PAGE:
Can Trump Pull Off the Deal of the Century?
President Trump met with Palestinian Authority leader Mahmoud Abbas at the White House on Wednesday, expressing confidence that his administration would be able to negotiate a peaceful settlement between the Israelis and the Palestinians after decades of false starts.
“Over the course of my lifetime I’ve always heard that perhaps the toughest deal to make is the deal between the Israelis and the Palestinians,” Trump said after meeting with Abbas. “Let’s see if we can prove them wrong.”
Earlier, at a joint press conference with the Palestinian leader, Trump said that he was optimistic about doing just that. “It’s something that I think is frankly, maybe not as difficult as people have thought over the years, but we need two willing parties. We believe Israel is willing. We believe you’re willing,” he said, referencing Abbas. “And if you both are willing, we are going to make a deal.”
Of course, the definition of “willing” may be up for debate, considering how far apart the two sides are when it comes to the details of an acceptable peace treaty. On Wednesday, Abbas confirmed the demands of the Palestinian Authority would include a return to the “1967 borders,” which the Israeli government has rejected time and again as a danger to their security. Abbas said that Israel must also accept millions of Arab refugees back into the country and recognize, officially, the Palestinian state. “Just as,” he noted, “the Palestinian people recognize the state of Israel.”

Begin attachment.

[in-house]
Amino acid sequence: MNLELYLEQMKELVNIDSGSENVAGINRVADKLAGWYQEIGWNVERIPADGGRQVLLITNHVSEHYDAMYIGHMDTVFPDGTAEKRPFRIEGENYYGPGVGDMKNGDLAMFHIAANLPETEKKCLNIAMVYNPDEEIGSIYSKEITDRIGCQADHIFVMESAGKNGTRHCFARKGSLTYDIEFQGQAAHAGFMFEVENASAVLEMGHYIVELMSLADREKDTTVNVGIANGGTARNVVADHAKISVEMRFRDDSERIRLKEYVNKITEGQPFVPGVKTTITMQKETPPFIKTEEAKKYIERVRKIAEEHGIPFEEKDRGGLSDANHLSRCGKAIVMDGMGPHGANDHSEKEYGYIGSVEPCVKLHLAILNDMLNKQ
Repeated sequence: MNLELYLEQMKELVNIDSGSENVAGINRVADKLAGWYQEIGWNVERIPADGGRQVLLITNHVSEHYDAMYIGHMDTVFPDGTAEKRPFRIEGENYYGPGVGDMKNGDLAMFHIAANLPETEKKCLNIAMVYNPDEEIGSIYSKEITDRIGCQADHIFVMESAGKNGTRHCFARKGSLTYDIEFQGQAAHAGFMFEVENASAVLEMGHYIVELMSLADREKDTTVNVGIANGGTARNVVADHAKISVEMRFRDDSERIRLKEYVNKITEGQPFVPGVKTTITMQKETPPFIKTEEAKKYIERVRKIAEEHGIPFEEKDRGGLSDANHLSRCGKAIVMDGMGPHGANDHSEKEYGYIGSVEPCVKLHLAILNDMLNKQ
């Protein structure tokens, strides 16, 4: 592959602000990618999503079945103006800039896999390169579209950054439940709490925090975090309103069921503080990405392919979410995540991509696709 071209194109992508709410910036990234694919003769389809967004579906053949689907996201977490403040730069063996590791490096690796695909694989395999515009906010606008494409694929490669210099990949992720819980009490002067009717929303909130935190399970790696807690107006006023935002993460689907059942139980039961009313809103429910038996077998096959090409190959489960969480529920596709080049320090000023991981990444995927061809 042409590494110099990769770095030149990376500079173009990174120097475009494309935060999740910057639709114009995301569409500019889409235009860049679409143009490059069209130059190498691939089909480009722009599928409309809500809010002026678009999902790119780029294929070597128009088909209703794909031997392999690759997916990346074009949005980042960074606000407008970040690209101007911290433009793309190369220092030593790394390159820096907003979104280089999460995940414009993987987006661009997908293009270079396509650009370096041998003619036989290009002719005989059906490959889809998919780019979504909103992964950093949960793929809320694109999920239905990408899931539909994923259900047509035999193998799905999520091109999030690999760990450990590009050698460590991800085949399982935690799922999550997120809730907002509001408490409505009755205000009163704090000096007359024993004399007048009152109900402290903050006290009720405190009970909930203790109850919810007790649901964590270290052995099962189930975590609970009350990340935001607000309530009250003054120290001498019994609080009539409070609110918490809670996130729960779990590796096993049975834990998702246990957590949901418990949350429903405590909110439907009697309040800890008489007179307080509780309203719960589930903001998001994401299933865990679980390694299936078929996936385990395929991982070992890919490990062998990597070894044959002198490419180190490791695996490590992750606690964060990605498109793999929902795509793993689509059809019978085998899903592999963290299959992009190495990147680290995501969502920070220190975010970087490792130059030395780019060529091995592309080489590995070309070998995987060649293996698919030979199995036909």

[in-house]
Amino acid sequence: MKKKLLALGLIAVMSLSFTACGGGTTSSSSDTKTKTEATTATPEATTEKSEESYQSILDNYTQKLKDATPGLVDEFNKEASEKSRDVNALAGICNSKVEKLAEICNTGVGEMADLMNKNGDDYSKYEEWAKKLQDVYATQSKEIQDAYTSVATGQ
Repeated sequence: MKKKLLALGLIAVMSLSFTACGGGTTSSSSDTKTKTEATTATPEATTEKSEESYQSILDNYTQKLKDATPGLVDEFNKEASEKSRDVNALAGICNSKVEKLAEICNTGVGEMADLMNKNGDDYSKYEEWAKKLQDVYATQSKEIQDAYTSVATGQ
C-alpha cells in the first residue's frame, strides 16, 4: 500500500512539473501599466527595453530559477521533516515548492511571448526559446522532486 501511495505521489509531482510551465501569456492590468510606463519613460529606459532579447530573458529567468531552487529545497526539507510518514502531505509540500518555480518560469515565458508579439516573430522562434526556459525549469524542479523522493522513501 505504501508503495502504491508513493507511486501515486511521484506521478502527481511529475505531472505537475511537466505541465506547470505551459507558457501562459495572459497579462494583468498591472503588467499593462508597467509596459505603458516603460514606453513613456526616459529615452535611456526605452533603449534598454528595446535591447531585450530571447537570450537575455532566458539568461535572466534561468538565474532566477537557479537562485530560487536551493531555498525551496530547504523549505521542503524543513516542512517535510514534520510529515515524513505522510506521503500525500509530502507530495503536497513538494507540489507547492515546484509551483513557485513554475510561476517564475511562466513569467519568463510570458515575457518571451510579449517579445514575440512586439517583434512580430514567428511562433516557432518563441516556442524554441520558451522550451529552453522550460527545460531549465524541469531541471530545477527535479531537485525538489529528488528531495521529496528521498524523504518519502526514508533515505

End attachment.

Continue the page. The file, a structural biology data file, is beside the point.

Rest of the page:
What the Palestinians do not recognize, however, is Israel’s status as a Jewish homeland, which will also likely be a sticking point when it comes to negotiating a settlement. Nor do they recognize Jerusalem as the “undivided” capital of Israel.
There may be no greater hurdle to peace on Israel’s side, though, than the Palestinian Authority’s refusal to acknowledge the anti-Semitic violence that is propagated by the government, taught to schoolchildren, and disseminated through the media. President Trump brought the subject to light on Wednesday, saying “there can be no lasting peace unless the Palestinian leaders speak in a unified voice against incitement to violence and hate.”
Abbas appeared to dismiss those concerns, insisting, “We are raising our youth, our children, our grandchildren on a culture of peace.”
The next day, in Jerusalem, Israeli Prime Minister Benjamin Netanyahu accused Abbas of lying straight to Trump’s face.
“I heard President Abbas yesterday say that the Palestinians teach their children peace,” he said. “Unfortunately, that’s not true. They name their schools after mass murderers of Israelis and they pay terrorists.
“But,” he continued, “I hope that it’s possible to achieve a change and to pursue a genuine peace. This is something Israel is always ready for. I’m always ready for genuine peace.”
President Trump is clearly motivated to achieve what would be, by any objective account, the deal of the century.
Right now, however, the gap between the two sides may be too wide for any negotiator to close.